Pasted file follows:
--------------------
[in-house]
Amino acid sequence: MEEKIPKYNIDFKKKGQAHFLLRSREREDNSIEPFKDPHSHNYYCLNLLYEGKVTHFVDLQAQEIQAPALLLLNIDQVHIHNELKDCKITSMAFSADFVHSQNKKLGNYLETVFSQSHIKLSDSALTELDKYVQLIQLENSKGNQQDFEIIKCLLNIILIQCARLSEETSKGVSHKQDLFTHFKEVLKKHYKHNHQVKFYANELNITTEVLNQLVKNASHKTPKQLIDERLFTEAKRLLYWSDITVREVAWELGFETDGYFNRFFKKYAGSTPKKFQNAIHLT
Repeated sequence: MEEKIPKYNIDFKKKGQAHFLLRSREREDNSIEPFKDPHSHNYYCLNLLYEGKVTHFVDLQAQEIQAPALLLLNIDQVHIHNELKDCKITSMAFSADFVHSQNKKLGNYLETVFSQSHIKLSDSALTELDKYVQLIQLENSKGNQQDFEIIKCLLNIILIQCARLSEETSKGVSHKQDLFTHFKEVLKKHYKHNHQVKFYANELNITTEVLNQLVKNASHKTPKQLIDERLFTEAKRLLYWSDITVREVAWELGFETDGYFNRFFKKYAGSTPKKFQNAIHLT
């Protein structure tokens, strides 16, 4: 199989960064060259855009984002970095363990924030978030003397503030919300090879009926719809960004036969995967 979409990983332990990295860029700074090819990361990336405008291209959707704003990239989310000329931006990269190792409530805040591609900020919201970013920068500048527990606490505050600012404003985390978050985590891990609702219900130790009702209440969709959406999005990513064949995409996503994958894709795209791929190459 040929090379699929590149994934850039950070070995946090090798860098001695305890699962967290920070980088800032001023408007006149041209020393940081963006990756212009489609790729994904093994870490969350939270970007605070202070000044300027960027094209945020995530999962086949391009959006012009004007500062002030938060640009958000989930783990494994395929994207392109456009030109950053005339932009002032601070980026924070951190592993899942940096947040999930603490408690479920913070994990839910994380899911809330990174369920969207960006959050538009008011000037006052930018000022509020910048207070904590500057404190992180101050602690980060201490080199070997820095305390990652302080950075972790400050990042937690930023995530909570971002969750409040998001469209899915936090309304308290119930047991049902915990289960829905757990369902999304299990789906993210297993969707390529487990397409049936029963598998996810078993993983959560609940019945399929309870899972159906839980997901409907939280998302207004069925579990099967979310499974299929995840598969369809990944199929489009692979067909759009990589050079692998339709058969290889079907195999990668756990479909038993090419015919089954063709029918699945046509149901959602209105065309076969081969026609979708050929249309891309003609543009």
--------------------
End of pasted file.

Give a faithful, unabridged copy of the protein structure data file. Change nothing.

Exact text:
[in-house]
Amino acid sequence: MEEKIPKYNIDFKKKGQAHFLLRSREREDNSIEPFKDPHSHNYYCLNLLYEGKVTHFVDLQAQEIQAPALLLLNIDQVHIHNELKDCKITSMAFSADFVHSQNKKLGNYLETVFSQSHIKLSDSALTELDKYVQLIQLENSKGNQQDFEIIKCLLNIILIQCARLSEETSKGVSHKQDLFTHFKEVLKKHYKHNHQVKFYANELNITTEVLNQLVKNASHKTPKQLIDERLFTEAKRLLYWSDITVREVAWELGFETDGYFNRFFKKYAGSTPKKFQNAIHLT
Repeated sequence: MEEKIPKYNIDFKKKGQAHFLLRSREREDNSIEPFKDPHSHNYYCLNLLYEGKVTHFVDLQAQEIQAPALLLLNIDQVHIHNELKDCKITSMAFSADFVHSQNKKLGNYLETVFSQSHIKLSDSALTELDKYVQLIQLENSKGNQQDFEIIKCLLNIILIQCARLSEETSKGVSHKQDLFTHFKEVLKKHYKHNHQVKFYANELNITTEVLNQLVKNASHKTPKQLIDERLFTEAKRLLYWSDITVREVAWELGFETDGYFNRFFKKYAGSTPKKFQNAIHLT
């Protein structure tokens, strides 16, 4: 199989960064060259855009984002970095363990924030978030003397503030919300090879009926719809960004036969995967 979409990983332990990295860029700074090819990361990336405008291209959707704003990239989310000329931006990269190792409530805040591609900020919201970013920068500048527990606490505050600012404003985390978050985590891990609702219900130790009702209440969709959406999005990513064949995409996503994958894709795209791929190459 040929090379699929590149994934850039950070070995946090090798860098001695305890699962967290920070980088800032001023408007006149041209020393940081963006990756212009489609790729994904093994870490969350939270970007605070202070000044300027960027094209945020995530999962086949391009959006012009004007500062002030938060640009958000989930783990494994395929994207392109456009030109950053005339932009002032601070980026924070951190592993899942940096947040999930603490408690479920913070994990839910994380899911809330990174369920969207960006959050538009008011000037006052930018000022509020910048207070904590500057404190992180101050602690980060201490080199070997820095305390990652302080950075972790400050990042937690930023995530909570971002969750409040998001469209899915936090309304308290119930047991049902915990289960829905757990369902999304299990789906993210297993969707390529487990397409049936029963598998996810078993993983959560609940019945399929309870899972159906839980997901409907939280998302207004069925579990099967979310499974299929995840598969369809990944199929489009692979067909759009990589050079692998339709058969290889079907195999990668756990479909038993090419015919089954063709029918699945046509149901959602209105065309076969081969026609979708050929249309891309003609543009």